Here’s a free idea for anyone who wants to whip this up: a new plugin for WordPress which shows readers the revisions made to a post. I’ve always wanted something like this, but the two plugins that currently exist aren’t up to snuff (and one is dead it looks like as it’s been two years since its last update).
Here’s the gist of how the plugin I picture works:
- After a post is published any change made to it requires a comment be entered about what the change was. This is published on the site at the bottom of the entry after any footnotes. It can be short like I show in the below mockups, or verbose like The New York Times updates.
- There’s a reader toggle that allows the reader to see the complete revision set of the document. This is shown inline for space and ease of viewing.
- The site admin can set a threshold where X% of changes to overall text triggers a new post to be automatically published on the site letting readers know substantial changes have been made. The author of each post is warned that recent changes will trigger this post, and able to fill in text in a custom field to explain changes in the new post. Picture the posts that Kottke.org posts to let RSS readers know of updates. The author can also trigger this if needed. The update post would only publish once a day and contain a listing of all of these items.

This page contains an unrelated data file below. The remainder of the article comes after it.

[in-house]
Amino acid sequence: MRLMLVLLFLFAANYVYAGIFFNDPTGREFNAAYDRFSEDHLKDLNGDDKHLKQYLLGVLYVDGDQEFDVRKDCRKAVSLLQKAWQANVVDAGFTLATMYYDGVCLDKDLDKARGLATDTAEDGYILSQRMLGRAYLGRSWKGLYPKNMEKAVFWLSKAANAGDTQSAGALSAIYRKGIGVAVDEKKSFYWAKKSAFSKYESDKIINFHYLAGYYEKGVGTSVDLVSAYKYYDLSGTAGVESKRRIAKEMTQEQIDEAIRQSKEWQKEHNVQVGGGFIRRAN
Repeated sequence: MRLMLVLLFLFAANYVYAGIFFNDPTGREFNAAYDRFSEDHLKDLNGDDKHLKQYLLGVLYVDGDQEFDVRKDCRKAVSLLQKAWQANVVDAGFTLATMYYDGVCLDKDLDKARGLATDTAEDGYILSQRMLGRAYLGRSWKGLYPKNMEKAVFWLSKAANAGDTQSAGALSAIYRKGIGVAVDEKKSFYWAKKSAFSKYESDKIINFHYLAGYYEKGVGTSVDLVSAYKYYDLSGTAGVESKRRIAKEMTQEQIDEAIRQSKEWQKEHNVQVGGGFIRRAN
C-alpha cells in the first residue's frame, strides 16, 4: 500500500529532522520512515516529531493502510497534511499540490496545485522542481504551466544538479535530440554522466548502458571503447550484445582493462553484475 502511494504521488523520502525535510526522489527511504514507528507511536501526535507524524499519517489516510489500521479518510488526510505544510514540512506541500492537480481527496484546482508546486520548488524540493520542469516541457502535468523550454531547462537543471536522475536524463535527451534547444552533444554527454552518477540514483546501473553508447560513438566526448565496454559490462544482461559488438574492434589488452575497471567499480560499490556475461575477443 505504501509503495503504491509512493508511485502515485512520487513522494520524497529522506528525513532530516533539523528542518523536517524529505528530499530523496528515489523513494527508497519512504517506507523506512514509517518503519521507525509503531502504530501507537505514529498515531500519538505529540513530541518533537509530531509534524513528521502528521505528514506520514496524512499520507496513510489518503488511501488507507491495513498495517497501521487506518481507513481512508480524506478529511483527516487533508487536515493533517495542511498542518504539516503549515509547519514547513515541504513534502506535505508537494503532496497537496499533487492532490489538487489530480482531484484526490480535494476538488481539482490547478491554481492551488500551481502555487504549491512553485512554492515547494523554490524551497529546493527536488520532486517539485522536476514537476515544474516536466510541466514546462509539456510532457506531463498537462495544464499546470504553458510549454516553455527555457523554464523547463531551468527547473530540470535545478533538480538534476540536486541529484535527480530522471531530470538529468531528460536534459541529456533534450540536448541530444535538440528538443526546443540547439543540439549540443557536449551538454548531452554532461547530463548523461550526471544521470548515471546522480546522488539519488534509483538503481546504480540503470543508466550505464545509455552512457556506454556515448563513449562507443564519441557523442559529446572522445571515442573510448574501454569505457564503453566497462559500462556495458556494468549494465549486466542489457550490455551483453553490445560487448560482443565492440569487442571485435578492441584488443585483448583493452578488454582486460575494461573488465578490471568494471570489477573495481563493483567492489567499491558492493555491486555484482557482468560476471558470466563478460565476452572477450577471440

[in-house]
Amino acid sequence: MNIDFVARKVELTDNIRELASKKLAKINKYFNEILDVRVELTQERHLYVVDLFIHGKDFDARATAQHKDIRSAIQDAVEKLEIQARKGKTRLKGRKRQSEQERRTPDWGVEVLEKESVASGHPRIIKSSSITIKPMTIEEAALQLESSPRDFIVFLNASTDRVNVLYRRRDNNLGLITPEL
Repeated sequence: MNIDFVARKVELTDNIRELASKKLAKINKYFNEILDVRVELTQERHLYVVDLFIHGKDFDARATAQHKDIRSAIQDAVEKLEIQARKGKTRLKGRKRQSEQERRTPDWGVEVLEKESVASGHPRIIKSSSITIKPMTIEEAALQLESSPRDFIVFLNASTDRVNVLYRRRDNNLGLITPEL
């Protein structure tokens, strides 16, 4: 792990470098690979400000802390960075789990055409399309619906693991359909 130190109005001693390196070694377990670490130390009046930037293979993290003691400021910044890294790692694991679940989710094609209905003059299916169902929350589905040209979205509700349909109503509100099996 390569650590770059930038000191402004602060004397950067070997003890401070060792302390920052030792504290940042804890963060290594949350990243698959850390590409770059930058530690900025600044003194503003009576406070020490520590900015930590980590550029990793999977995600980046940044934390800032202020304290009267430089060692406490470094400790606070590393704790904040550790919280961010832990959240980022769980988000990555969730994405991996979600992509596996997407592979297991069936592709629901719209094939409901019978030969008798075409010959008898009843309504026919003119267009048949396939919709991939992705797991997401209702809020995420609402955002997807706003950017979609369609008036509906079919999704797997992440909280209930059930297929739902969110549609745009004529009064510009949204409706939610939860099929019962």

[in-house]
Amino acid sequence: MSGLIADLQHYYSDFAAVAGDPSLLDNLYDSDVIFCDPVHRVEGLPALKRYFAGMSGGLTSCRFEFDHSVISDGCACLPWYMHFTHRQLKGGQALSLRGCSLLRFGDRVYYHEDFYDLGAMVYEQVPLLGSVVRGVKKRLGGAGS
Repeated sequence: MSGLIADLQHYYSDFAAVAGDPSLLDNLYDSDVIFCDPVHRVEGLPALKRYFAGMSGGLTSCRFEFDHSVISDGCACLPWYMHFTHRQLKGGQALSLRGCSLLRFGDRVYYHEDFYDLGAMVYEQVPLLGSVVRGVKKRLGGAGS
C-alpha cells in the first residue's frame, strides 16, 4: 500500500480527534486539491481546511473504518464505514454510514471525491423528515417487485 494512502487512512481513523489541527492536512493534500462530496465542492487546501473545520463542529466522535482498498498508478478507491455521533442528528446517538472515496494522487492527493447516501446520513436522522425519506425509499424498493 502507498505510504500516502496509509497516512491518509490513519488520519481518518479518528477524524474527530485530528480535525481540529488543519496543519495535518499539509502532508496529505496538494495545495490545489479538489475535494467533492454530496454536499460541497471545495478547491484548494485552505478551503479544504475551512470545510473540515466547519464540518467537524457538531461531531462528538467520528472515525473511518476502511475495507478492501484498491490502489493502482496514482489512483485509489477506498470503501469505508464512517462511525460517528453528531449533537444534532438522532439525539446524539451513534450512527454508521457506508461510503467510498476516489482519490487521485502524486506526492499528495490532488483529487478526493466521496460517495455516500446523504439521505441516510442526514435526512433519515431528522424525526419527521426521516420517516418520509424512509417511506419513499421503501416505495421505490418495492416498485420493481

The goal is more transparency in publishing. I, or any blogger, could effectively wait for a ‘big name’ to endorse a post and then change all the text in my original post so it looks like that ‘big name’ just endorsed something awful.
But more practically I just want to show the readers changes that have been made so that I can keep articles updated, in a more ‘living document’ manner.
Here’s a mockup of what I’d like to see for the revision displays that the user could toggle on:
And here’s what I would like to see shown at the bottom of the post listing revisions:
You can have this idea, but if you build it let me know so that I can use it.